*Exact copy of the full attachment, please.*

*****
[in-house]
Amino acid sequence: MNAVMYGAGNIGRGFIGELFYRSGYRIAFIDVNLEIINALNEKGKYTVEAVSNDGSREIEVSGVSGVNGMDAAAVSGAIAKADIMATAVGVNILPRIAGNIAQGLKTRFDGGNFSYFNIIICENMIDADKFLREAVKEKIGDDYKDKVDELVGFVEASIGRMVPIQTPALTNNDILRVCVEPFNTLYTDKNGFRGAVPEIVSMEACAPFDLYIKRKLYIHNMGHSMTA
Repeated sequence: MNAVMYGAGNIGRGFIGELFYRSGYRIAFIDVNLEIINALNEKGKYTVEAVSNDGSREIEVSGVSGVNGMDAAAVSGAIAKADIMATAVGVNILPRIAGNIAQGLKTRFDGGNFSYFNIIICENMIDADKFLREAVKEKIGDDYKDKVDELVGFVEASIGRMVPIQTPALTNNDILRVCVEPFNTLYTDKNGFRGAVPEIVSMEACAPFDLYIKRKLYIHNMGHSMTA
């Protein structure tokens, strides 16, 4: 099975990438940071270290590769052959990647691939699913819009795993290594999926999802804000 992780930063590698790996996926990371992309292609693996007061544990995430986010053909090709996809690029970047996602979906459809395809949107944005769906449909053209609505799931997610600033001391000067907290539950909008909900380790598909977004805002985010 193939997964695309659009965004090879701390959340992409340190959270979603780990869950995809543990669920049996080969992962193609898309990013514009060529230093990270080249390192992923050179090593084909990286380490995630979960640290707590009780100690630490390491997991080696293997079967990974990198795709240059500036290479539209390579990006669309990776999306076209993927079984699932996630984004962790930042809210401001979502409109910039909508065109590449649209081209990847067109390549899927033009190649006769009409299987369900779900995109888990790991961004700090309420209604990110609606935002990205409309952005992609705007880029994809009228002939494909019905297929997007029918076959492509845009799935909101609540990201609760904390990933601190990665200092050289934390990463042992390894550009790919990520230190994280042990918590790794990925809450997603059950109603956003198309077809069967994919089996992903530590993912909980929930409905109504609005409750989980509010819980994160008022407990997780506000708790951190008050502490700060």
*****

[in-house]
Amino acid sequence: MNAVMYGAGNIGRGFIGELFYRSGYRIAFIDVNLEIINALNEKGKYTVEAVSNDGSREIEVSGVSGVNGMDAAAVSGAIAKADIMATAVGVNILPRIAGNIAQGLKTRFDGGNFSYFNIIICENMIDADKFLREAVKEKIGDDYKDKVDELVGFVEASIGRMVPIQTPALTNNDILRVCVEPFNTLYTDKNGFRGAVPEIVSMEACAPFDLYIKRKLYIHNMGHSMTA
Repeated sequence: MNAVMYGAGNIGRGFIGELFYRSGYRIAFIDVNLEIINALNEKGKYTVEAVSNDGSREIEVSGVSGVNGMDAAAVSGAIAKADIMATAVGVNILPRIAGNIAQGLKTRFDGGNFSYFNIIICENMIDADKFLREAVKEKIGDDYKDKVDELVGFVEASIGRMVPIQTPALTNNDILRVCVEPFNTLYTDKNGFRGAVPEIVSMEACAPFDLYIKRKLYIHNMGHSMTA
């Protein structure tokens, strides 16, 4: 099975990438940071270290590769052959990647691939699913819009795993290594999926999802804000 992780930063590698790996996926990371992309292609693996007061544990995430986010053909090709996809690029970047996602979906459809395809949107944005769906449909053209609505799931997610600033001391000067907290539950909008909900380790598909977004805002985010 193939997964695309659009965004090879701390959340992409340190959270979603780990869950995809543990669920049996080969992962193609898309990013514009060529230093990270080249390192992923050179090593084909990286380490995630979960640290707590009780100690630490390491997991080696293997079967990974990198795709240059500036290479539209390579990006669309990776999306076209993927079984699932996630984004962790930042809210401001979502409109910039909508065109590449649209081209990847067109390549899927033009190649006769009409299987369900779900995109888990790991961004700090309420209604990110609606935002990205409309952005992609705007880029994809009228002939494909019905297929997007029918076959492509845009799935909101609540990201609760904390990933601190990665200092050289934390990463042992390894550009790919990520230190994280042990918590790794990925809450997603059950109603956003198309077809069967994919089996992903530590993912909980929930409905109504609005409750989980509010819980994160008022407990997780506000708790951190008050502490700060």